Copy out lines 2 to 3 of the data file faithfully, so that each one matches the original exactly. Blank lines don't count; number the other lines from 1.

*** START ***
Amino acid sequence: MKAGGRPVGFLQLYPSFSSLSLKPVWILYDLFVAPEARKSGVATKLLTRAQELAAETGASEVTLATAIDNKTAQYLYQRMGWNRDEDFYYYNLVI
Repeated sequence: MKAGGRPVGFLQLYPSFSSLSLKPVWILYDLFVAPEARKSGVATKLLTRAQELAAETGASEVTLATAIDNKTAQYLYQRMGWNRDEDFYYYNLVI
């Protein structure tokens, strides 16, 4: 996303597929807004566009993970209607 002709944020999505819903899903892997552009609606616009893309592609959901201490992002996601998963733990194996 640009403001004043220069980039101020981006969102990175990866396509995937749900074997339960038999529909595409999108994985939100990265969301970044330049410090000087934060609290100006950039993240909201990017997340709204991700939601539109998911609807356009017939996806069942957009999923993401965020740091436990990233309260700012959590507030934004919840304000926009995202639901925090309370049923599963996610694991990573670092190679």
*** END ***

Repeated sequence: MKAGGRPVGFLQLYPSFSSLSLKPVWILYDLFVAPEARKSGVATKLLTRAQELAAETGASEVTLATAIDNKTAQYLYQRMGWNRDEDFYYYNLVI
């Protein structure tokens, strides 16, 4: 996303597929807004566009993970209607 002709944020999505819903899903892997552009609606616009893309592609959901201490992002996601998963733990194996 640009403001004043220069980039101020981006969102990175990866396509995937749900074997339960038999529909595409999108994985939100990265969301970044330049410090000087934060609290100006950039993240909201990017997340709204991700939601539109998911609807356009017939996806069942957009999923993401965020740091436990990233309260700012959590507030934004919840304000926009995202639901925090309370049923599963996610694991990573670092190679």